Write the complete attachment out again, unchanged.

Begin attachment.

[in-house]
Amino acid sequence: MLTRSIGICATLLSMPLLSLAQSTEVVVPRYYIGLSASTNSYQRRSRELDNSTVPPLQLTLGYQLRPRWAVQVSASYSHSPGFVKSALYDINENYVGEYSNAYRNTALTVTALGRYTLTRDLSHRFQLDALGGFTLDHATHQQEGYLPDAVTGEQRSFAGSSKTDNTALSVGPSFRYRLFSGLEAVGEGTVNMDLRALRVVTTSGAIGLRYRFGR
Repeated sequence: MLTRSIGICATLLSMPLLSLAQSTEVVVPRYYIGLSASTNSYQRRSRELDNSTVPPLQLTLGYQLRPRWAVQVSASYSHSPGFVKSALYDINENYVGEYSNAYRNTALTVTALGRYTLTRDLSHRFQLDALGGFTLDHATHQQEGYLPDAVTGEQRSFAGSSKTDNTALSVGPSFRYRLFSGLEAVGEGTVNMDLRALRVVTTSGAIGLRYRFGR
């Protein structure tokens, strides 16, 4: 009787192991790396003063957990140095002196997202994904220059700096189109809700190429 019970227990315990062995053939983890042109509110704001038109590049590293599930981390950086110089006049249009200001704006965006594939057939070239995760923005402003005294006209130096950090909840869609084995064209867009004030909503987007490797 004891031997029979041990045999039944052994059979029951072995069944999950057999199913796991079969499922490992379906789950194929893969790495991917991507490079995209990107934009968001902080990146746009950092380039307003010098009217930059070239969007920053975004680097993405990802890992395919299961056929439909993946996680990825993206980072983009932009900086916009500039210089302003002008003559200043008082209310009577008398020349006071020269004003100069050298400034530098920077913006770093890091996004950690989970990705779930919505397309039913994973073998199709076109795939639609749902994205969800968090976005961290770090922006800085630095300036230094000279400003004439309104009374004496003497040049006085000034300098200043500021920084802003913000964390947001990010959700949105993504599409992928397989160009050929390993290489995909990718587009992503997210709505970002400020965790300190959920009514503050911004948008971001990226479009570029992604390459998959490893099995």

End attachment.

[in-house]
Amino acid sequence: MLTRSIGICATLLSMPLLSLAQSTEVVVPRYYIGLSASTNSYQRRSRELDNSTVPPLQLTLGYQLRPRWAVQVSASYSHSPGFVKSALYDINENYVGEYSNAYRNTALTVTALGRYTLTRDLSHRFQLDALGGFTLDHATHQQEGYLPDAVTGEQRSFAGSSKTDNTALSVGPSFRYRLFSGLEAVGEGTVNMDLRALRVVTTSGAIGLRYRFGR
Repeated sequence: MLTRSIGICATLLSMPLLSLAQSTEVVVPRYYIGLSASTNSYQRRSRELDNSTVPPLQLTLGYQLRPRWAVQVSASYSHSPGFVKSALYDINENYVGEYSNAYRNTALTVTALGRYTLTRDLSHRFQLDALGGFTLDHATHQQEGYLPDAVTGEQRSFAGSSKTDNTALSVGPSFRYRLFSGLEAVGEGTVNMDLRALRVVTTSGAIGLRYRFGR
């Protein structure tokens, strides 16, 4: 009787192991790396003063957990140095002196997202994904220059700096189109809700190429 019970227990315990062995053939983890042109509110704001038109590049590293599930981390950086110089006049249009200001704006965006594939057939070239995760923005402003005294006209130096950090909840869609084995064209867009004030909503987007490797 004891031997029979041990045999039944052994059979029951072995069944999950057999199913796991079969499922490992379906789950194929893969790495991917991507490079995209990107934009968001902080990146746009950092380039307003010098009217930059070239969007920053975004680097993405990802890992395919299961056929439909993946996680990825993206980072983009932009900086916009500039210089302003002008003559200043008082209310009577008398020349006071020269004003100069050298400034530098920077913006770093890091996004950690989970990705779930919505397309039913994973073998199709076109795939639609749902994205969800968090976005961290770090922006800085630095300036230094000279400003004439309104009374004496003497040049006085000034300098200043500021920084802003913000964390947001990010959700949105993504599409992928397989160009050929390993290489995909990718587009992503997210709505970002400020965790300190959920009514503050911004948008971001990226479009570029992604390459998959490893099995």